Tuesday, August 30, 2016

Native Plant or Invasive Species?

The Delaware Department of Agriculture published an excellent reference book entitled Mistaken Identity? Invasive Plants and their Native Look-alikes. If you haven't seen it be sure to check it out.  This is definitely one piece of reference material that needs to be on your desk.

While some invasive plants are distinctive and easily recognized, many others are difficult to distinguish from one or more species of our native flora. For landowners, managers, and the general public, identifying confusing invasive plants can be extremely difficult. While many existing publications include identification tips, none present a complete side-by-side, illustrated comparison of the key characteristics needed to confirm identification of invasive plants that are often confused with similar native look-alikes. This guide fills a need for regional photographic guide to a broad selection of invasive plants that are often confused with similar native look-alikes.
Norway maple
The vast majority of invasive plant species established in the Mid-Atlantic are native to Asia and Eurasia. Since the climates of Europe and temperate Asia are similar to that of the northern United States, these species are well-suited for life in our region. Interestingly, while most of our invasive trees, shrubs, and vines originated in Asia, many of our herbaceous invasive plants originated in Europe.
Many of our invasives were first introduced as ornamental plants, usuallyby arboreta, botanical gardens, or less often, individuals. Woody invasive plants in particular were primarily the result of horticultural introductions. Other invasives, particularly grasses and vines, were introduced and spread by agronomists as potential livestock forage (Johnson Grass, Kudzu). Likewise, many shrubs and vines (Honeysuckles, Multiflora Rose) were widely promoted by state and federal wildlife agencies as cover and food sources for wildlife. A few introductions represent other miscellaneous attempts at economic stimulus (e.g. the introduction of White Mulberry as a host tree for silkworm moth caterpillars).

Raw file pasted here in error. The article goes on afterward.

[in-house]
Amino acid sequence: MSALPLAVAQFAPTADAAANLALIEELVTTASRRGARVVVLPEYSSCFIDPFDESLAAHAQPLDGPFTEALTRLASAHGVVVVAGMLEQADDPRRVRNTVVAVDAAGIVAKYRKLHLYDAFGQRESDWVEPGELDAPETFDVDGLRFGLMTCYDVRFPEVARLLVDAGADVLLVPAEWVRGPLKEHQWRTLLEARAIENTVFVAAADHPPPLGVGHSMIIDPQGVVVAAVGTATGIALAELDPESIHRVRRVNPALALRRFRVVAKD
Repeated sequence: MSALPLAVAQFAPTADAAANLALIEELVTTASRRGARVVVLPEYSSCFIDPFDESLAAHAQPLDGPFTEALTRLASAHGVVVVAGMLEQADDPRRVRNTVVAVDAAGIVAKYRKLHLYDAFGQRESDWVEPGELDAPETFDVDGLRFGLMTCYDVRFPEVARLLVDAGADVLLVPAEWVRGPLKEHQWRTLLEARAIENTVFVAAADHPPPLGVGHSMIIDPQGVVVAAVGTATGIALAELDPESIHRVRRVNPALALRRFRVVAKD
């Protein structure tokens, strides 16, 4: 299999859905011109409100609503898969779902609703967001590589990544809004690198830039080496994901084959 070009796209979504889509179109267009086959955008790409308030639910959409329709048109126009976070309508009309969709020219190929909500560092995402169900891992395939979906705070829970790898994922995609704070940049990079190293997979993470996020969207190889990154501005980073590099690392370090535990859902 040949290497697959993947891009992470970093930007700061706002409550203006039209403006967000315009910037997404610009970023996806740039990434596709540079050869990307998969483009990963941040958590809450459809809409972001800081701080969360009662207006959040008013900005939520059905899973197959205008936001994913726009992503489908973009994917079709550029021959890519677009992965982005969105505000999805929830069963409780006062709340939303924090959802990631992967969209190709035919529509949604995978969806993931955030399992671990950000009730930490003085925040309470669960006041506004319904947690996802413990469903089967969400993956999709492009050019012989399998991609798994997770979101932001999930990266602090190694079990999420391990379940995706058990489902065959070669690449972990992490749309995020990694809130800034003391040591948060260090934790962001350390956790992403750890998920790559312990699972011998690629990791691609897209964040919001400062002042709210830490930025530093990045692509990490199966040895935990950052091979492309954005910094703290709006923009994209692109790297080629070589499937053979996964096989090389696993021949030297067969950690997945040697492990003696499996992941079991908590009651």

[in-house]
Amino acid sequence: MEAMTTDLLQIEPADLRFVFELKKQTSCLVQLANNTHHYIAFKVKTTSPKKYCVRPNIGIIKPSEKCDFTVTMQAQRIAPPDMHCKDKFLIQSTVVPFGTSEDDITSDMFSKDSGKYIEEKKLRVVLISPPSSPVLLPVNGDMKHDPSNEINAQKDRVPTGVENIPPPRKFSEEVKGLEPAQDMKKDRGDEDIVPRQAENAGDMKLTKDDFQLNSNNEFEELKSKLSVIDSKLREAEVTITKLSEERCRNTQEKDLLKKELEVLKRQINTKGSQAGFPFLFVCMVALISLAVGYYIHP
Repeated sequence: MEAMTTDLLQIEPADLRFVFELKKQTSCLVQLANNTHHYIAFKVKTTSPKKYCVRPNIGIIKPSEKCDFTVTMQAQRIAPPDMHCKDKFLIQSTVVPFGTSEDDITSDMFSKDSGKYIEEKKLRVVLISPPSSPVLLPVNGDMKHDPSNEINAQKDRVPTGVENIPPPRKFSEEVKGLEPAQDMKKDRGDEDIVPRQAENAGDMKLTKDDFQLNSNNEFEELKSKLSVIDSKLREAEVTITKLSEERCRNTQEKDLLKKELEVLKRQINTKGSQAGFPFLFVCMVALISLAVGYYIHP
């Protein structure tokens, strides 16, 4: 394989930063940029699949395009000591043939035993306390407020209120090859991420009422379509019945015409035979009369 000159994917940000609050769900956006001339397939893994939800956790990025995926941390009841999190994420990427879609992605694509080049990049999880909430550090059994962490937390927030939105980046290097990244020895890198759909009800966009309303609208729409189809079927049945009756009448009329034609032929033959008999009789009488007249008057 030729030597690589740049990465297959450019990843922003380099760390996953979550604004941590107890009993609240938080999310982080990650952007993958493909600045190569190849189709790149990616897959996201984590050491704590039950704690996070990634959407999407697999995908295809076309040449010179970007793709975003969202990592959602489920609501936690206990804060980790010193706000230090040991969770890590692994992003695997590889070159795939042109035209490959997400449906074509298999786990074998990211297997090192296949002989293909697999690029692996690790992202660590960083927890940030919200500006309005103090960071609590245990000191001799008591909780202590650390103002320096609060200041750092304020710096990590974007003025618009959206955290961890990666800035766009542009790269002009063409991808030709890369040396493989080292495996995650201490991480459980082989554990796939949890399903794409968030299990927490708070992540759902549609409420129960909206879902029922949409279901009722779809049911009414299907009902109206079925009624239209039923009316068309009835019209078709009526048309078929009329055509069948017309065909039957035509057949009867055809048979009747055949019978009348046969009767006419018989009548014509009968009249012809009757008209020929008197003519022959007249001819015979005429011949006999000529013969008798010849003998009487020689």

Sugar maple
The second group of invasive introductions is those that were truly accidental in nature. Most of these involve herbaceous plants introduced by seed. An example cited in this guide is the introduction of Japanese Stiltgrass via plant material used as packing for porcelain shipments.
Invasive species introductions have historically been somewhat preventable occurrences. The horticulture industry has grown more interested in stopping the importation and sale of invasive plants, although many are still widely available. State and federal agencies are now focused on invasive plant eradication, rather than introduction, reversing the past trend or searching for novel wildlife plants, and opting for largely natives. Increasing globalization, however, will undoubtedly lead to further spread of plant species worldwide, making an understanding of their ecology and control of utmost importance.

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